Notice of Upcoming Endpoint URL changes

Showing 1-1 of 1 messages
Notice of Upcoming Endpoint URL changes jesse 8/20/09 9:27 AM
*** Before anyone freaks out: if you are using the API with an account
today, you WILL NOT be affected. That would just be mean. ***

I. OVERVIEW
Over the next few weeks, we'll be turning up a new, geographically
disparate datacenter. This is not a redundant datacenter, though, so
this may impact some folks in the semi-near future. The most impacted
groups will be developers with new clients, plugin developers, and
integrators.

*** In case you missed it: if you are using the API with an account
today, you WILL NOT be affected. That would just be mean. ***

II. IMPACT
So, what's the impact you wonder? If you've been using the API, you'll
know that the endpoint for all connections currently are at
    http://api.mailchimp.com/

Additionally, if you've been using the web app, you may have noticed
that URLs have started to change from
    http://admin.mailchimp.com/
to:
    http://us1.admin.mailchimp.com/

over the past few months. Basically, the API is about to get the same
treatment. The reason existing users will *not* be affecteced is that
we are going to continue to point *both* api.mailchimp.com and
us1.api.mailchimp.com at the exact same datacenter, "us1". When we
turn on the new datacenter, "us2", a majority of new accounts will end
up there and will need to access a new URL for their API endpoint:
    http://us2.api.mailchimp.com/

Sounds like a pain going forward, right? Well, we're definitely trying
to ease the pain through the following changes:

1) API Keys will start to *always* be presented with the proper
datacenter encoded in them. So the key "XXXXX" will now be "XXXXX-
us1", however YOUR EXISTING KEY DOES NOT ACTUALLY CHANGE. The point of
doing that is to allow API wrappers to point themselves at the proper
datacenter without needing to know anything but the API Key.

2) We have already updated our API wrappers to submit to the proper
datacenter - these can be used as dropin replacements in your
projects.

3) We are writing up and distributing information (you are reading it)
about the change and contacting developers so they can be proactive in
making changes.

4) Further warning against using the login() method for anything by
deprecating it in the API docs. It will be removed in subsequent API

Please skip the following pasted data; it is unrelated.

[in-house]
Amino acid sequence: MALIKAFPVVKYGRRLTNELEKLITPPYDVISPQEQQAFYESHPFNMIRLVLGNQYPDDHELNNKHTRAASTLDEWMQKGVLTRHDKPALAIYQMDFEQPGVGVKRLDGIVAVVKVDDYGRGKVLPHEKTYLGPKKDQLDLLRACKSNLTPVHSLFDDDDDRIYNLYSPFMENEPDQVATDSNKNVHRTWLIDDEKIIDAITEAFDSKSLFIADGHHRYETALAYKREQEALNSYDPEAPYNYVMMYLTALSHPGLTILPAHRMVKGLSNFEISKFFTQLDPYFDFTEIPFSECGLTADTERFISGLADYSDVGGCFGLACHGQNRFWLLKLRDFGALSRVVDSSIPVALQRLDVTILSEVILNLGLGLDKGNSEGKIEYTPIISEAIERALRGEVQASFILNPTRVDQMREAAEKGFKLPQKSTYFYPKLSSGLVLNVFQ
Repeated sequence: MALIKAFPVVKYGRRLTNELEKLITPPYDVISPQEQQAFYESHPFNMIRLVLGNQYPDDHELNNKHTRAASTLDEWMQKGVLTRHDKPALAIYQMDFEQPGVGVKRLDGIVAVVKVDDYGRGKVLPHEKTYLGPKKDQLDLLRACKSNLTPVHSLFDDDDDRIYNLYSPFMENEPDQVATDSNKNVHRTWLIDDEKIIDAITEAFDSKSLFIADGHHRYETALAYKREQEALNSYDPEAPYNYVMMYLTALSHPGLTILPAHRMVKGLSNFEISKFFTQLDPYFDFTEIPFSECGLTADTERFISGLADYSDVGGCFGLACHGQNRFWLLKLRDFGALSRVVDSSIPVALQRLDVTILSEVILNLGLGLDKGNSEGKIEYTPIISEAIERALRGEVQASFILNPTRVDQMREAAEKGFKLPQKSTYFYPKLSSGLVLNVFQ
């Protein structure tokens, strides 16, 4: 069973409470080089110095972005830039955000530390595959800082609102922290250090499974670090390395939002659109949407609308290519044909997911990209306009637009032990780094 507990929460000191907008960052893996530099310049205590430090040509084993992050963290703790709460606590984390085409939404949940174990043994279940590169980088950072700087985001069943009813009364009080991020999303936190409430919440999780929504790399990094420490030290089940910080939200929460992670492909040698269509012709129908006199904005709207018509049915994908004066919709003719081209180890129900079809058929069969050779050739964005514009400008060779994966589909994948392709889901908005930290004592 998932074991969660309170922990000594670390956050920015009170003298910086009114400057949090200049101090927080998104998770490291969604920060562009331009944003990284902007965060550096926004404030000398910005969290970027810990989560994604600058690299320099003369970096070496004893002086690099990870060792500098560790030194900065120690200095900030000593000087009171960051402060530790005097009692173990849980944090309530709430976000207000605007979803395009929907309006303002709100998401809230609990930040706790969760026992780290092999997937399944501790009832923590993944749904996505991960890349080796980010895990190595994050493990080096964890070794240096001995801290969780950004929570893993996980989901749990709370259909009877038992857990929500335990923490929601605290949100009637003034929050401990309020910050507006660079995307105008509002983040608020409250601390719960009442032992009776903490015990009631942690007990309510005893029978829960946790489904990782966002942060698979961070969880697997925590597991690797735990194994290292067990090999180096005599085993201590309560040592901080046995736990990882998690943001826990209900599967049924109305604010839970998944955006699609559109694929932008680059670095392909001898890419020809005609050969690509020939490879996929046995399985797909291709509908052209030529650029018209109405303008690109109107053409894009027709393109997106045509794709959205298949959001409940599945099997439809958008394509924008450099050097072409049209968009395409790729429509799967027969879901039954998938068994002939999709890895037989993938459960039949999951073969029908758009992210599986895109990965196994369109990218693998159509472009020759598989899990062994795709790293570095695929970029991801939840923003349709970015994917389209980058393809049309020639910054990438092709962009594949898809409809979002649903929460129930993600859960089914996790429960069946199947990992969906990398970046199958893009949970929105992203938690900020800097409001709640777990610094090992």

releases

5) To support existing users, building in defaults everywhere such
that if a datacenter hint does not exist in an API key, we'll assume
you are in "us1".

6) We will be examining plugins and wrappers and marking them with
warnings for new users until they are updated.

III. CHANGES REQUIRED GOING FORWARD
* Existing individual users with working solutions: nothing, you can
essentially ignore this... until you setup a new account a try to use
the same code.
* New accounts: be sure to get a datacenter-supported version of the
api wrapper or hard code your host in custom solutions
* Plugin/Wrapper developers, & Integrators: don't use the login()
method and start peeling off the datacenter and submitting to the
datacenter specific endpoints

IV. FAQ
1) Does this mean my API stuff is going to break?!?!
For existing accounts, no. If you have clients or have integrated with
us, future users may have problems.

2) Why a new datacenter?
We've experienced enormous growth over the past year and are close to
outgrowing the available space in our current datacenter. That meant
that we either stop growing (yeah right), have like a week long
downtime to move a ridiculous amount of data (um, no), or structuring
our platform so it can run in several datacenters at once. Since we
plan on staying in business, we chose the latter. An awesome benefit
of this is that we are also considering supporting *international*
datacenters which would improve app performace and latency. Be patient
with that one.

3) Why not just redirect like the web app does when I login?
There are several reasons for this:
    a) Lots of API wrappers are not built to support 301 or 302
redirects. Sounds lame, but it's very standard
    b) Very few, if any, libraries properly support redirecting a POST
request (they'll redirect, but using a GET and dropping POST
variables)
    c) Load and latency: that basically would mean we'd have one huge,
honking proxy running - which ever data center it would in would have
ok performance, but no others would

4) I'm not sure I understand the fix for my wrapper or custom code,
can you give me a code example?
Sure... here's some PHP:
    $api_host = 'api.mailchimp.com';
    $api_key = 'XXXXX-us2';
    list($key, $dc) = explode('-',$api_key,2);
    if (!$dc) $dc = 'us1';
    $api_host = $dc.'.'.$api_host;

5) Can I get that code in my language?
No, it's really not that hard to port to whatever language you are
using.

6) Are you going to update version 1.0 or 1.1 wrappers and other code?
v1.0 - no. v1.1 - yes.